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Introduction to momentum

AP.PHYS:
INT‑3.D (EU)
,
INT‑3.D.1 (EK)
NGSS.HS:
HS‑PS2‑2
,
HS‑PS2.A.2
,
HS‑PS2.A
,
HS‑PS2
Momentum is defined for a particular frame of reference; it is the mass times the velocity of the object. Created by Sal Khan.

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  • leafers ultimate style avatar for user Cluttered Mind
    If you drove the truck at 20 m/s into a stationary formula one car, assuming all the momentum was transferred from the truck into the car, would the car have a momentum of 600,000 kg*m/s just after the time of impact?

    If so, could you calculate the velocity of the car?
    (2 votes)
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    • winston default style avatar for user jchrisnjenga03
      yes the standard unit of velocity magnitude (also known as speed ) is the meter per second (m/s). ... If you are driving the car, the velocity of the car relative to your body is zero. If you stand by the side of the road, the velocity of the car relative to you is 20 m/s northward.

      hope this helped :/
      (2 votes)
  • eggleston blue style avatar for user dena escot
    what is the difference between mass, inertia, and momentum?
    (2 votes)
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  • sneak peak green style avatar for user G. Tarun
    How was momentum as mass-times-velocity discovered as a significant quantity? Why not, say, mass-velocity ratio or some other quantity? How did physicists arrive at this specific product as a significant one to compute for moving objects?
    (1 vote)
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  • spunky sam orange style avatar for user Elder Fauth
    Just wondering...
    How would you convert it into miles rather than km?
    (0 votes)
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  • blobby green style avatar for user Tongue Twister
    Amazing video. However, when talking about velocity, why is "right" always the positive direction, why not left? Is there a specific reason?
    (0 votes)
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Video transcript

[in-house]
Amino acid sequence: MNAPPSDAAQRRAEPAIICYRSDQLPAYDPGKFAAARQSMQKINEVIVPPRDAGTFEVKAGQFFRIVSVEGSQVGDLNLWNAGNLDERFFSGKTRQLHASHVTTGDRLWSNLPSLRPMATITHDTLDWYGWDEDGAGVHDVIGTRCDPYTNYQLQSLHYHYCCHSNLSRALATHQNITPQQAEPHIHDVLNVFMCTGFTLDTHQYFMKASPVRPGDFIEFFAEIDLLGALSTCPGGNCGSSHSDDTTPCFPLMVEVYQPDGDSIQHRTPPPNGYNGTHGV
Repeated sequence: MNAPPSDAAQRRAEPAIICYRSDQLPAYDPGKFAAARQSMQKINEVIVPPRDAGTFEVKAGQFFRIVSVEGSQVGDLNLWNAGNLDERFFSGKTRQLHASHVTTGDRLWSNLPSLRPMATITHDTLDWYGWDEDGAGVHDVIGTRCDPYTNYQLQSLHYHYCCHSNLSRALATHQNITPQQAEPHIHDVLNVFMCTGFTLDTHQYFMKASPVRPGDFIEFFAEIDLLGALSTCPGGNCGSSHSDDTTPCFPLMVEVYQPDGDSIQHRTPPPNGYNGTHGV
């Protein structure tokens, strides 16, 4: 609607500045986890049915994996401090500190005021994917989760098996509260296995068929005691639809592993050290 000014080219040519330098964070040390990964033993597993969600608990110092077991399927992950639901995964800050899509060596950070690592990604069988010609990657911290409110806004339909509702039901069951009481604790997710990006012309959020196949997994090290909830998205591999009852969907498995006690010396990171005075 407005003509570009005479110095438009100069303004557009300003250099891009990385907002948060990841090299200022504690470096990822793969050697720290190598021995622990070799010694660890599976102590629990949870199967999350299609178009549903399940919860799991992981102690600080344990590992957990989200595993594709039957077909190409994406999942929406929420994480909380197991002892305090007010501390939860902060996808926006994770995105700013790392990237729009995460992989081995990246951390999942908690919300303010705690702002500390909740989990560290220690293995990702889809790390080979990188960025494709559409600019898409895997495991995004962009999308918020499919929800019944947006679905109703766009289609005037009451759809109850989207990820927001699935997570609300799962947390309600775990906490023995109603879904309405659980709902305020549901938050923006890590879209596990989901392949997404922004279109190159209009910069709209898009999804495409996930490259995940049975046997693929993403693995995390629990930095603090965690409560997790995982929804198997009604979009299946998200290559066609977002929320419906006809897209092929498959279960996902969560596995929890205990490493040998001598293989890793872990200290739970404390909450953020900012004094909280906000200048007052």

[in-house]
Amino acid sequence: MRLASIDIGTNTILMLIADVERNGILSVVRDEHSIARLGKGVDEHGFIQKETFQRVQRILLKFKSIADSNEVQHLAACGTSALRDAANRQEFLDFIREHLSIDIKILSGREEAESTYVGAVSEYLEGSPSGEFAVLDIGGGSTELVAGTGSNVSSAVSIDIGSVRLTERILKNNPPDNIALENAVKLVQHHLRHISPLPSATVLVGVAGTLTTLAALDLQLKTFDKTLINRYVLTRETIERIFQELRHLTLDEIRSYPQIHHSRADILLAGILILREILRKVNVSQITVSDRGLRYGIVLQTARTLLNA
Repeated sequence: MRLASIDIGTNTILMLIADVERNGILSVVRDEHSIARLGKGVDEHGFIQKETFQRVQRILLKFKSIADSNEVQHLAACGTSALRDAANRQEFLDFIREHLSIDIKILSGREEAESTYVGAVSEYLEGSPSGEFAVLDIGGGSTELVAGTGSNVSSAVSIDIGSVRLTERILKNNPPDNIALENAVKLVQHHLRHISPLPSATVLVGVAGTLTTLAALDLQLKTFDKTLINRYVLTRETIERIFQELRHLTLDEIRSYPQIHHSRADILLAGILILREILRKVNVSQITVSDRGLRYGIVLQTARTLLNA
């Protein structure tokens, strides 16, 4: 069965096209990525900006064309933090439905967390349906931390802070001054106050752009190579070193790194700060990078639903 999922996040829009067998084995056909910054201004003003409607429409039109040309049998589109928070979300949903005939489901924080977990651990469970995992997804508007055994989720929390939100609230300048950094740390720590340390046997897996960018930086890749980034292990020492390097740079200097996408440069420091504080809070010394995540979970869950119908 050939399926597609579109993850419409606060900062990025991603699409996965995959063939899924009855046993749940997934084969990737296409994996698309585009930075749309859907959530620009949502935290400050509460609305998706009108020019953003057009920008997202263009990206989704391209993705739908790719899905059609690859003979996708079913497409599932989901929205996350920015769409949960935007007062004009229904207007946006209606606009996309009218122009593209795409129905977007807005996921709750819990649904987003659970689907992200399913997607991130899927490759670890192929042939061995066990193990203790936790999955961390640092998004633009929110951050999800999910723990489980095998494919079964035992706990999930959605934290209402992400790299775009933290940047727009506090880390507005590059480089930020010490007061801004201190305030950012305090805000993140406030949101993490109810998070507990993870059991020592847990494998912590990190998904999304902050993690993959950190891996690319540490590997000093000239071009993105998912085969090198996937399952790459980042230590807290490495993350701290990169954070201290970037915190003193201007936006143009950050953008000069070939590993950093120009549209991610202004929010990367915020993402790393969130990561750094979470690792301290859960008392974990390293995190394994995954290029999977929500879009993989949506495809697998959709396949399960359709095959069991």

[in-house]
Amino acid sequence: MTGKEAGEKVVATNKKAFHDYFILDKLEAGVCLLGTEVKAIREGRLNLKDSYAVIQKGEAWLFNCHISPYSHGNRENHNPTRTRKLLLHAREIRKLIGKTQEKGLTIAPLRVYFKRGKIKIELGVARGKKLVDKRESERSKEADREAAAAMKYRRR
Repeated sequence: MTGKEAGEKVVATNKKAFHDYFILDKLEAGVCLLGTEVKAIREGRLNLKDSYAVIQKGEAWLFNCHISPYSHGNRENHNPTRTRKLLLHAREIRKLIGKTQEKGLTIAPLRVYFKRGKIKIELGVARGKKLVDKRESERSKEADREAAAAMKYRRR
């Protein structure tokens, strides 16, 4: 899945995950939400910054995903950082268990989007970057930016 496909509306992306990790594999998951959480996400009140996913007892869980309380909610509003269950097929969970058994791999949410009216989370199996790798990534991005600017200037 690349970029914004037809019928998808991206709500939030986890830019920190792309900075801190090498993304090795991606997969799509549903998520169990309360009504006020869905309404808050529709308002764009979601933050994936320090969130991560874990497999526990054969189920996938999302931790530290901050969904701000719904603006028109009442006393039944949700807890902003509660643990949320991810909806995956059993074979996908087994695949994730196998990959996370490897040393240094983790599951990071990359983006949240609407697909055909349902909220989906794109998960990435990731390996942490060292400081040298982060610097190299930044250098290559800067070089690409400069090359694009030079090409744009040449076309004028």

- [Instructor] In this video, we're going to talk a little bit about momentum. And I encourage you to think about what does momentum mean in everyday language. If I were to tell you that a business has a lot of momentum, many people would imagine that means that it's doing really well, it's hard to stop that business from succeeding. If I were to tell you that, and let's say a movie star has a lot of momentum, it means that they keep making really, really, really good movies, it's hard to stop them. And in physics, momentum essentially has that same notion. In fact, these everyday language versions of momentum really came from the physics version of it, and an informal definition you could think of it is how hard to stop something. Stop something. So with that very informal definition, we'll get a little bit more mathy in a few seconds. I have two pictures here. And let's say both of these vehicles, so we have a big 18-wheeler truck here, and here we have a Formula One car. Let's say that they both have a velocity of 20 meters per second. Positive 20 meters per second. We'll just think in one dimension. So let's say it's going to the right at 20 meters per second, so that's a magnitude and a direction. Okay, I could put a positive here to make it clear that I'm giving a direction here. So they're both going in the positive direction at 20 meters per second. But you can imagine their masses are very different. This large truck would have a mass of let's just say 30,000 kilograms. That's roughly actually what an 18-wheeler truck's mass is, I looked it up before this video. And let's say the mass of this Formula One car is about 1,000 kilograms. Now pause this video and think about which one do you think would have more momentum. All right, well, you're probably imagining trying to stop either of these, and I guess either of these would be difficult to stop, but a truck going at 20 meters per second seems a lot harder than the Formula One car. This thing seems like it would just be able to drive through anything. So if you picked the truck having a higher momentum when it's going at the same velocity as a Formula One car, you'd be right. But an interesting question is well, how can I quantify that? And that's where we have the mathematical definition of momentum, and momentum is defined as mass times velocity. And because velocity is a vector, it's not just a magnitude, we assigned a direction, so we said in the positive direction. If we were in one dimension, if we said in the negative direction, we'd be going to the left. That's maybe the convention we could use. And since it's a scalar, which is mass, times a vector, momentum is also going to be a vector. You're going to have a momentum in a certain direction. So pause this video and see if you can calculate the momentum for each of these vehicles. And see also if you can figure out what the units are going to be. All right, now let's think about the momentum for this 18 wheeler. It is going to be its mass, which is 30,000 kilograms, times its velocity, which is positive 20 meters per second. And so when I multiply those two things, I am going to get, let's see, I'm going to get a six with one, two, three, four, five zeros. One, two, three, four, five zeros. 600,000, and then the units are kilogram times meter per second. Kilogram meter per second. That's the momentum of the truck. Now what about the Formula One car? Pause the video and try to calculate that momentum. All right, well, same notion. I'll have to squeeze it in right over here. The momentum here is the mass, 1,000 kilograms. 1,000 kilograms times the velocity, positive 20 meters per second. I'm stressing the positive because we're in one dimension, and I'm saying positive is one direction, negative is the other direction. So I am giving it a direction here. And so this momentum is going to be equal to 20,000 kilogram meters per second. Kilogram meters per second. And so when you evaluate the momentums, it's clear mathematically that the truck has much more momentum than this Formula One car. It has 30 times the momentum. Now I know what some of y'all are thinking. Well, this is just from the reference frame if I'm standing still on the ground while this truck and car are moving by. But what if I were moving along with them? Would they have the same momentum? And if you were asking that question, it's a very good one, and the answer is no, the momentum depends on the frame of reference. So let's say that you are able to travel very quickly in, well, let's say you're in a car here. And you're also going at positive 20 meters per second, so you're going in the same direction as the truck. Well, relative to you, the truck's velocity is now zero. So from your frame of reference, if you wanted to calculate momentum, you'd have the mass of the truck, 30,000 kilograms. But from your frame of reference, the velocity would now be zero. So if you're traveling in this car at the same velocity as that truck, the momentum you would calculate is zero. Now, what would then have momentum? Well, in that world, let's say that there's a big rock over here that, let's say this thing's 100,000 kilograms. Well, when you are standing on the ground, that thing would have no momentum, but now that you're moving 20 meters per second to the right, positive 20 meters per second, the rock in your frame of reference would look like it's going at negative 20 meters per second. It would look like it's going 20 meters per second to the left. And so this would now, if you're moving in the same frame of reference as that truck, this rock would then look like it has a very negative momentum, and I encourage you to calculate it if you like. But I'll leave you there. This is really just an introduction to momentum. But once you get an intuition for it, all sorts of interesting things in physics start to emerge from it.